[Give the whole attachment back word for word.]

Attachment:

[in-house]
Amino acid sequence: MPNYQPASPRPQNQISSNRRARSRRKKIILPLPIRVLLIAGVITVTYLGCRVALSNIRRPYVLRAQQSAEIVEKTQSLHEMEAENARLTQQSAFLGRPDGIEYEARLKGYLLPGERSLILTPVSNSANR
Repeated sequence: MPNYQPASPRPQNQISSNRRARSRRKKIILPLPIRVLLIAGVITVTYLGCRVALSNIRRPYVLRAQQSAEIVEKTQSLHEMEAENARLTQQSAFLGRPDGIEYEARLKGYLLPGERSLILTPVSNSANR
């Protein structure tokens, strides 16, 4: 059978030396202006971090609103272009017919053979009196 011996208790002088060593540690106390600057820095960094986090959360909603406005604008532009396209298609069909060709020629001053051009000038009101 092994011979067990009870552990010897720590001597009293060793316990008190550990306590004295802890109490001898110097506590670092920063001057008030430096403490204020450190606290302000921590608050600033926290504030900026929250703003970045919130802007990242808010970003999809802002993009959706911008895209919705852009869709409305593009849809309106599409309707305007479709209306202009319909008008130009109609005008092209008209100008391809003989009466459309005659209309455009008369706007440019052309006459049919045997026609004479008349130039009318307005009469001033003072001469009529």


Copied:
[in-house]
Amino acid sequence: MPNYQPASPRPQNQISSNRRARSRRKKIILPLPIRVLLIAGVITVTYLGCRVALSNIRRPYVLRAQQSAEIVEKTQSLHEMEAENARLTQQSAFLGRPDGIEYEARLKGYLLPGERSLILTPVSNSANR
Repeated sequence: MPNYQPASPRPQNQISSNRRARSRRKKIILPLPIRVLLIAGVITVTYLGCRVALSNIRRPYVLRAQQSAEIVEKTQSLHEMEAENARLTQQSAFLGRPDGIEYEARLKGYLLPGERSLILTPVSNSANR
């Protein structure tokens, strides 16, 4: 059978030396202006971090609103272009017919053979009196 011996208790002088060593540690106390600057820095960094986090959360909603406005604008532009396209298609069909060709020629001053051009000038009101 092994011979067990009870552990010897720590001597009293060793316990008190550990306590004295802890109490001898110097506590670092920063001057008030430096403490204020450190606290302000921590608050600033926290504030900026929250703003970045919130802007990242808010970003999809802002993009959706911008895209919705852009869709409305593009849809309106599409309707305007479709209306202009319909008008130009109609005008092209008209100008391809003989009466459309005659209309455009008369706007440019052309006459049919045997026609004479008349130039009318307005009469001033003072001469009529």